Butyrates are short-chain fatty acids. They are produced by gut microbes when we consume fiber-rich foods. These compounds can exert a powerful anti-inflammatory effect both inside and outside of the intestine and are well documented for their beneficial effects on insulin resistance.

Creating Optimal Balance in Our Microbiome

Unfortunately, modern diets high in sugar, refined grains, additives and preservatives, along with chlorinated water, pesticides and antibiotics support the growth of hostile bacteria… while decreasing the numbers of our healthy butyrate-producing flora.

Along with consuming the foods that promote an overgrowth of unhealthy strains, we also don’t consume enough of the right foods to populate the gut with beneficial bacterial strains.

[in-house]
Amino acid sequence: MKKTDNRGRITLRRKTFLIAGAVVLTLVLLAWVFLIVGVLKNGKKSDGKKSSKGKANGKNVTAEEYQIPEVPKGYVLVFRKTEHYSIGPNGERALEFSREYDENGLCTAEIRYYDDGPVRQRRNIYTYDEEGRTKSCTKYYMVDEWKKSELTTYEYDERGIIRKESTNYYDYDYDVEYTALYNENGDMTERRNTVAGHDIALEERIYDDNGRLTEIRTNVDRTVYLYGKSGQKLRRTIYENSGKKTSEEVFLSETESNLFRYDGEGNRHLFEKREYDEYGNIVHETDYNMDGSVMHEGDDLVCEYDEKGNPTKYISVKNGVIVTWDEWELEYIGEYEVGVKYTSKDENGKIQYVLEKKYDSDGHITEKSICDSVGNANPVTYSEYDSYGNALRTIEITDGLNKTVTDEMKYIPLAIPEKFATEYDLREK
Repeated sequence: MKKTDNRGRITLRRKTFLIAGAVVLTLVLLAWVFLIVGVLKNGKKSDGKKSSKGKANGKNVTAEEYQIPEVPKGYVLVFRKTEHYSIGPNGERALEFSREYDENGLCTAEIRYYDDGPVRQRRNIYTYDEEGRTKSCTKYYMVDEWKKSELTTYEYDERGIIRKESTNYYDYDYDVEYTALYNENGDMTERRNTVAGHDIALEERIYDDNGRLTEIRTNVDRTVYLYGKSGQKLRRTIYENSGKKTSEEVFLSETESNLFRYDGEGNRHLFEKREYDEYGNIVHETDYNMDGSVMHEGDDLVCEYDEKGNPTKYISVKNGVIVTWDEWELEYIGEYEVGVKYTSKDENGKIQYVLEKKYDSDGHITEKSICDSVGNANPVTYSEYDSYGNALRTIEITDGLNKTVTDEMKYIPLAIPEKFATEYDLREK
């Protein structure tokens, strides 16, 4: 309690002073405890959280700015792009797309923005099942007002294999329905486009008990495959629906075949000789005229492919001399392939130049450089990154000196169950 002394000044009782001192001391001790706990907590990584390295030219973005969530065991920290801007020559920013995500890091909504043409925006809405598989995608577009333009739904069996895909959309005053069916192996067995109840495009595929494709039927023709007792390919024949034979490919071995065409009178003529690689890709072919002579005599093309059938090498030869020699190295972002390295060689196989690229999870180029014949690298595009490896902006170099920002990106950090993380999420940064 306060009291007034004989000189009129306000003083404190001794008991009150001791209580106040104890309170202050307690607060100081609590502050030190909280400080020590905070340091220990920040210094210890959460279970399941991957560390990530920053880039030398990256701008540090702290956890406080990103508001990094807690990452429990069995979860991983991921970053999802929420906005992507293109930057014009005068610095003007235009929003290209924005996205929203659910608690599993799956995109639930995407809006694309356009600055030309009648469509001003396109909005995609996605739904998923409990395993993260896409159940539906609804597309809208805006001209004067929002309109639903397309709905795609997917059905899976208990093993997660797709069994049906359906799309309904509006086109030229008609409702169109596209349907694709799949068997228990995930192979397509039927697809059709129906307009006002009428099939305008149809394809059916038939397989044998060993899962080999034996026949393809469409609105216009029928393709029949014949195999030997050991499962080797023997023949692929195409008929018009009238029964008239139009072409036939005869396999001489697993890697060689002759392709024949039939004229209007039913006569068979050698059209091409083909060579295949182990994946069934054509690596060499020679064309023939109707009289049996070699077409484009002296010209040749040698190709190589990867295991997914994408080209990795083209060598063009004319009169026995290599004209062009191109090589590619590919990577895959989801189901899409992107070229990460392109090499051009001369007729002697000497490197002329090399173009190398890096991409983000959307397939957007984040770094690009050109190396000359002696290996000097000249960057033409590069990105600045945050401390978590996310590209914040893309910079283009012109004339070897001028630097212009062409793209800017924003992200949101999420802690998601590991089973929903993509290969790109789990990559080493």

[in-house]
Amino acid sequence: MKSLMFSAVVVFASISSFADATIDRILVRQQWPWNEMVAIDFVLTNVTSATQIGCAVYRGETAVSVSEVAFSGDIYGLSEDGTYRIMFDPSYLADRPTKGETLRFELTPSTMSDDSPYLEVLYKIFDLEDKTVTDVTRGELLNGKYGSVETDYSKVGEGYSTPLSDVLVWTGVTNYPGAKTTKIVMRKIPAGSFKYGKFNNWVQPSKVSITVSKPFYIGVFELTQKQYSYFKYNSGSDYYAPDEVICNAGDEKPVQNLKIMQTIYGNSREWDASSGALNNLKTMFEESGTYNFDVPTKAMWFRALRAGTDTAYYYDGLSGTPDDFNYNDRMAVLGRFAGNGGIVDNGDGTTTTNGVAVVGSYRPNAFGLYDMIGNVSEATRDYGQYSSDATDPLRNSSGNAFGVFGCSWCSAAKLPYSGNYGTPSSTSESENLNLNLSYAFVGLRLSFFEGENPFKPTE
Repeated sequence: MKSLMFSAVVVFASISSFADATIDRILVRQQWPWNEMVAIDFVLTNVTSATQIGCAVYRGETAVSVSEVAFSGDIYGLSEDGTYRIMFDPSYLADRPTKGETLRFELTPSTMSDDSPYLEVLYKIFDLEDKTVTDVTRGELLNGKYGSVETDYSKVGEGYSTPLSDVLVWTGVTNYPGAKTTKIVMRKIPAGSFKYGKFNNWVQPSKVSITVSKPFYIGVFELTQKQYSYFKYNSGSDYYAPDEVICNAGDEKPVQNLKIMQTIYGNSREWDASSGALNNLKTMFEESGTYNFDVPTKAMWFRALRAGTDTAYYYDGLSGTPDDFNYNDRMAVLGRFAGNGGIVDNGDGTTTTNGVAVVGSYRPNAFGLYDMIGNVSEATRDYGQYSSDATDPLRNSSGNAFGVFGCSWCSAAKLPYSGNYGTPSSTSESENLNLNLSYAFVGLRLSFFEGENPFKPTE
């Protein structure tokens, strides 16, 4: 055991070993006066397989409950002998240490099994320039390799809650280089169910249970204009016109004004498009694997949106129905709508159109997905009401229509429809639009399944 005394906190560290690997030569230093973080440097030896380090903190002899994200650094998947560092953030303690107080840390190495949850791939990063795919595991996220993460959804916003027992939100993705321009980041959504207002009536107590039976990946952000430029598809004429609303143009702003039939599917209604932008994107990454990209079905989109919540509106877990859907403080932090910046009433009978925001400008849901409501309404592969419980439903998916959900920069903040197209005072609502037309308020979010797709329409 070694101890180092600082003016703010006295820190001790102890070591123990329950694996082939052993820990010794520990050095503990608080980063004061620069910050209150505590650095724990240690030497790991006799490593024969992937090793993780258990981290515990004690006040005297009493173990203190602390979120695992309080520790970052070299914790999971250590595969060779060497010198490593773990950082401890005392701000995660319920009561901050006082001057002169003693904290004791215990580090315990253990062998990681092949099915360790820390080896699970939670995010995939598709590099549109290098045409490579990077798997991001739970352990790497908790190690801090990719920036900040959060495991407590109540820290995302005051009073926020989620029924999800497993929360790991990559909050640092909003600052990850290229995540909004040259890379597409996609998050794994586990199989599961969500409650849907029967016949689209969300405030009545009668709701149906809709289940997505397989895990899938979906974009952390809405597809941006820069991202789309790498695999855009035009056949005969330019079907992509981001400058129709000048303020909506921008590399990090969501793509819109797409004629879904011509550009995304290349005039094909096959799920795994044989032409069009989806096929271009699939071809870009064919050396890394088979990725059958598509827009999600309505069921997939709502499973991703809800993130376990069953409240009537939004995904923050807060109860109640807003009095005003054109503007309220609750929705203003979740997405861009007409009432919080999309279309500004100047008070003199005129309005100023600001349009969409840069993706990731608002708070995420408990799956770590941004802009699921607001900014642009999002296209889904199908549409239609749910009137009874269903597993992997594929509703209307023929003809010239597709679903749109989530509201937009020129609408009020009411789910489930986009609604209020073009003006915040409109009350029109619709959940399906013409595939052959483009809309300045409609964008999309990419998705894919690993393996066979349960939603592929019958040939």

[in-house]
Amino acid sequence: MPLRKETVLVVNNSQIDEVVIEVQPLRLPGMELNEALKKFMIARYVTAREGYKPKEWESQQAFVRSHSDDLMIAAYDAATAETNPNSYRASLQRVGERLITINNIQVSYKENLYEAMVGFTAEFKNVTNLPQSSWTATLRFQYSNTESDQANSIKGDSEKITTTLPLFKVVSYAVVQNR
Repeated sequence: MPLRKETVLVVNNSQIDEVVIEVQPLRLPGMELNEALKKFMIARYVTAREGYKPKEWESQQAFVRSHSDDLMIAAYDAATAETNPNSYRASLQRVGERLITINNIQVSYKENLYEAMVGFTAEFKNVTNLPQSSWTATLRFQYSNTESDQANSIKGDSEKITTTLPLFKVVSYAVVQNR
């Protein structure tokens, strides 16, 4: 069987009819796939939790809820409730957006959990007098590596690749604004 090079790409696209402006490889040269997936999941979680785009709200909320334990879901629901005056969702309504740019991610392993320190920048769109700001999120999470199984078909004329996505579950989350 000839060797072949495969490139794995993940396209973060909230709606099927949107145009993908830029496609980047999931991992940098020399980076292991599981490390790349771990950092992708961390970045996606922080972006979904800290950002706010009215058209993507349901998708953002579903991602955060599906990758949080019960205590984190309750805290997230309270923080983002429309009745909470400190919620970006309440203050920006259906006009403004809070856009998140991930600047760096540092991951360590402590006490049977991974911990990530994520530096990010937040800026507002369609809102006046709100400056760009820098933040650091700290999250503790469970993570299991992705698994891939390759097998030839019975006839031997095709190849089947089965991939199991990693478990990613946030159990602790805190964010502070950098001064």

When it comes to the microbes in your gut, balance is the key. So how can we optimally balance our microbiome to lower our risk of diabetes and other preventable disease?

The same way our ancestors did…

Bringing Back the Balance with Ancestral Diets

Here are six simple steps to a health gut and balanced microbiome:

1.    Be a Dirt Lover: Our ancestors obtained a lot of their probiotic bacteria from the soil. These bacteria, called soil based organisms (SBOs), have a profound beneficial effect on digestive balance. Consume fresh, organic veggies raised in healthy soil and don’t make them “squeaky clean” before consuming. You can also purchase supplements containing soil based organisms.